We take in so much information, but does it change us? This book is about living through a spiritual conversation model instead of the old evangelism model. About moving from having to know all the right answers to being comfortable talking about the questions. I found it paradigm-changing and want to revisit it again soon.

I also recommend: The Bible as Improv: Seeing and Living the Script in New Ways by Ron Martoia

7. Nothing to Envy
Ordinary Lives in North Korea
by Barbara Demick


We’ve all seen news reports about North Korea. But this book takes you into the lives of six “ordinary” citizens who live(d) there and tells what it’s like from an inside view. It is eye-opening. And a nice side effect is it makes you more grateful for how good we have it anywhere else.

8. Torn
Rescuing the Gospel from the Gays-vs.-Christians Debate
by Justin Lee


Regardless of your stand on LGBT issues, you’d probably benefit from reading this book. Justin Lee grew up in a great Christian home and was surprised when he discovered he had same-sex attractions, and more so that God wouldn’t take them away. He’s written this book explaining his journey and his growth to understanding that “Gay Christian” is not a misnomer. And that helps us all–gay or straight–understand and respect each other in more loving ways. I encourage all to read this as well as Justin’s blog, crumbs from the communion table.

9. An Altar in the World
A Geography of Faith
by Barbara Brown Taylor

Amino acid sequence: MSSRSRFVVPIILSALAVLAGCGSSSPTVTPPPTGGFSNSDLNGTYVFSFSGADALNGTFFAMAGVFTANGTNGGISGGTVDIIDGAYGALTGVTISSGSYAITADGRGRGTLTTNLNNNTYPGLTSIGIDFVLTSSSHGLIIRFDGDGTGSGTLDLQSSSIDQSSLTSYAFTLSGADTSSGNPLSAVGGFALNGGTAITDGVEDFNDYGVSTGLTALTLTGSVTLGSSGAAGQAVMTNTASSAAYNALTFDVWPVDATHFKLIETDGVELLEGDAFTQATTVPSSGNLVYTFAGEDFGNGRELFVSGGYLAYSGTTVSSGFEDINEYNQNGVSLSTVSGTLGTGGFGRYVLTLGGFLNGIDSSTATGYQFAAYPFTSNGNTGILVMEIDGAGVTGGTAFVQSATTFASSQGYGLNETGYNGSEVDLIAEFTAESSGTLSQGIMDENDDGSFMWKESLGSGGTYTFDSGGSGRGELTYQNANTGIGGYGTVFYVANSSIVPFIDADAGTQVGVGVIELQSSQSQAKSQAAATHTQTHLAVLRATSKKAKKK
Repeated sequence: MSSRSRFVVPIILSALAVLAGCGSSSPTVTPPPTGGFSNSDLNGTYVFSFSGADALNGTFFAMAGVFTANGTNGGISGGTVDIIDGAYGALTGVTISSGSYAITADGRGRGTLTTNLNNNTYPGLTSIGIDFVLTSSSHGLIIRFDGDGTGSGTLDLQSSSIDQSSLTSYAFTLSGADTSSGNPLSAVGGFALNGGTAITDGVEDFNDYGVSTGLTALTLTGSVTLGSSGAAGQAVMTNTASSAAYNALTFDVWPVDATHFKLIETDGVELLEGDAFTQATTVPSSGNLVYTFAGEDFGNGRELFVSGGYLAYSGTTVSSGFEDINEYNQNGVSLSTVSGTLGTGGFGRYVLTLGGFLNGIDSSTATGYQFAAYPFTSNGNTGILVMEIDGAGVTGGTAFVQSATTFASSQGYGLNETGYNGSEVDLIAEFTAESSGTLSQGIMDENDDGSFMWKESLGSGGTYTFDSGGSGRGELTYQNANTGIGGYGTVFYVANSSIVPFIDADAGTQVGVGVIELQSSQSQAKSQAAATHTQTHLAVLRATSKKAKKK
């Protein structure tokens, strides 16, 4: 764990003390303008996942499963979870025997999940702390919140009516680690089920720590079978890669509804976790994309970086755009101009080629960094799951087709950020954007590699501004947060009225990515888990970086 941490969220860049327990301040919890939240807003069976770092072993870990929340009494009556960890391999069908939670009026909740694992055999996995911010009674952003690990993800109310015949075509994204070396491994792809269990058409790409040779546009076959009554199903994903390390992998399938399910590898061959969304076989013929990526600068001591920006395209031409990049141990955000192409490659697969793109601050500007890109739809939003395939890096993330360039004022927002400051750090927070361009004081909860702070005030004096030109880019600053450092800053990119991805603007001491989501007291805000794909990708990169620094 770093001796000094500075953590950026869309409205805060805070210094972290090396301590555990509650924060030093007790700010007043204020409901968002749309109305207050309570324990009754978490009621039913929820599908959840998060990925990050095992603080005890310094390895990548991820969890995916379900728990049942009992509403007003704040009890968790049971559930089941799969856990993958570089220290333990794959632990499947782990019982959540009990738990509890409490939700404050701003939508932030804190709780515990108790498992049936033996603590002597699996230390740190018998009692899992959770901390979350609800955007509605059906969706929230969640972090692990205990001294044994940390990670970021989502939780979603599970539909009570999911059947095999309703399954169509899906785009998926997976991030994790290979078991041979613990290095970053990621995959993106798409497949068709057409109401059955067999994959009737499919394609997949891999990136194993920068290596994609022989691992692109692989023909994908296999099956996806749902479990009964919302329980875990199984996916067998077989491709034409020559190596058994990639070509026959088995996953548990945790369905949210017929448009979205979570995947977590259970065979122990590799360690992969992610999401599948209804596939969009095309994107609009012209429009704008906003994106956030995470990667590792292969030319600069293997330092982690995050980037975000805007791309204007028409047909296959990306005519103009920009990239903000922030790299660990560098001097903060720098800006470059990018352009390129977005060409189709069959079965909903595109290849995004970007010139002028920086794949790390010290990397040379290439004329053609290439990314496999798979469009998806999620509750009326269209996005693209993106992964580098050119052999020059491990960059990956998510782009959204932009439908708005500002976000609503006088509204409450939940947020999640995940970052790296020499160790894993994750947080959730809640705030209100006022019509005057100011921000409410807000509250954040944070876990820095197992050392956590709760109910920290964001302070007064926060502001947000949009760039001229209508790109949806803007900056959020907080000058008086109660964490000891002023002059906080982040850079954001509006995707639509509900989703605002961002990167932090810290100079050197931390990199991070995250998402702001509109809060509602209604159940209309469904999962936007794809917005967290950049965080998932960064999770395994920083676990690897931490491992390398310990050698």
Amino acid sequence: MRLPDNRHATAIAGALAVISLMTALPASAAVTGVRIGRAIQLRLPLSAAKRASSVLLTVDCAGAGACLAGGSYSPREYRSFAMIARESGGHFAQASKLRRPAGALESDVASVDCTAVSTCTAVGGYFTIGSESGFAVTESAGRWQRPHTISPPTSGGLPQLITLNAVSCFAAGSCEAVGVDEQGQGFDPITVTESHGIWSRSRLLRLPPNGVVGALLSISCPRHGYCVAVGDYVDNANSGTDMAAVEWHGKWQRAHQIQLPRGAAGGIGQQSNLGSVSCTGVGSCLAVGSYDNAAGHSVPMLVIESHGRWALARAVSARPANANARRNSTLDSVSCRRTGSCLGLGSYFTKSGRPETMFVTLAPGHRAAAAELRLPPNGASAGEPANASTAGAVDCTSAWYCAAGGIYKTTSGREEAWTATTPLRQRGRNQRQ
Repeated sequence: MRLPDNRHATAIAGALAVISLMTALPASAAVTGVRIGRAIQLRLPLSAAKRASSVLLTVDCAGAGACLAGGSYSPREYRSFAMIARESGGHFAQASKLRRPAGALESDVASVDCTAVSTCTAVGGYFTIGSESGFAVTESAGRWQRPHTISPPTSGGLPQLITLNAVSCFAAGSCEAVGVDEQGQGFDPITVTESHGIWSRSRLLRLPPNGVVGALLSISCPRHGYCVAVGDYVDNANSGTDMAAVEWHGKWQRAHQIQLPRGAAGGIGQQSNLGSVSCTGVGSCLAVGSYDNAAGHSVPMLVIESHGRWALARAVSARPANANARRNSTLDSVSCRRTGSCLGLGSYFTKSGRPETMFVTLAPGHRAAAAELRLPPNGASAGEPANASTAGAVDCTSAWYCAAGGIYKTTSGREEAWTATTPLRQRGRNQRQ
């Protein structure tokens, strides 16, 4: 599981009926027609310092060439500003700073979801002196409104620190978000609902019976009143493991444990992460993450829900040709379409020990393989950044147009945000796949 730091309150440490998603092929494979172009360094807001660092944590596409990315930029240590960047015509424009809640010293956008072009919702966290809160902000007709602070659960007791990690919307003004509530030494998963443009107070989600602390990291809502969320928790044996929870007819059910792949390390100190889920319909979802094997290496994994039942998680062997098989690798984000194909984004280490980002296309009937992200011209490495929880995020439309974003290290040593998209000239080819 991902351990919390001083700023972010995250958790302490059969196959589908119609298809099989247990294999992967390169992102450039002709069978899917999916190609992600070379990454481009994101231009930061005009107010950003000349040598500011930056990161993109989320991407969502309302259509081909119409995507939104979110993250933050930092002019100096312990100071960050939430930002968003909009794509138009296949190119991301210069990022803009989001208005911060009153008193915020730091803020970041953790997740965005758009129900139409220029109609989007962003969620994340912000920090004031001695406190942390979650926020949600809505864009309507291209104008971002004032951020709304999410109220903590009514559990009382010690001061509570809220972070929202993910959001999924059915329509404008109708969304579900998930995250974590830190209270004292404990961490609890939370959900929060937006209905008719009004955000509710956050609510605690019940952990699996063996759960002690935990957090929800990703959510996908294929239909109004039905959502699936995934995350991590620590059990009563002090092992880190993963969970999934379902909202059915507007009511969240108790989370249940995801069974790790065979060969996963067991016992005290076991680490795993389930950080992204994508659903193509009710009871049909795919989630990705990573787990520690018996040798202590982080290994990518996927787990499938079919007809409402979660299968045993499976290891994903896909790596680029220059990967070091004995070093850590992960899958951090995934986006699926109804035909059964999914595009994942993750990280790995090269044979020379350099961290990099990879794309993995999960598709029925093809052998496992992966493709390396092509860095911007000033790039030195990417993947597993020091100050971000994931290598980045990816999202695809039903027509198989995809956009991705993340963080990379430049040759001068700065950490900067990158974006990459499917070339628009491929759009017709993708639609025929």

Oh, how I love the twelve spiritual disciplines (of sorts) in this book! I’ve been working through one chapter each month this year, and it’s been enlightening. I have much more to learn from those like Barbara Brown Taylor who embrace Jesus in strong but sometimes unconventional ways, daring to step outside our traditional religious modalities.

I also recommend: Leaving Church: A Memoir of Faith by Barbara Brown Taylor

10. Tattoos on the Heart
The Power of Boundless Compassion
by Gregory Boyle


This priest doesn’t preach it to you in his book; he demonstrates it–how to love the unlovable. Boyle runs Homeboy Industries among the gangs of Los Angeles, showing the precious boys and girls there that they are loved and that there is hope. He inspires me to to keep loving on those that can be repulsive in the flesh, but who are just as valuable as the most lovely and kind among us.

I also recommend: Wrecked: When a Broken World Slams into your Comfortable Life by Jeff Goins

And there are so many more!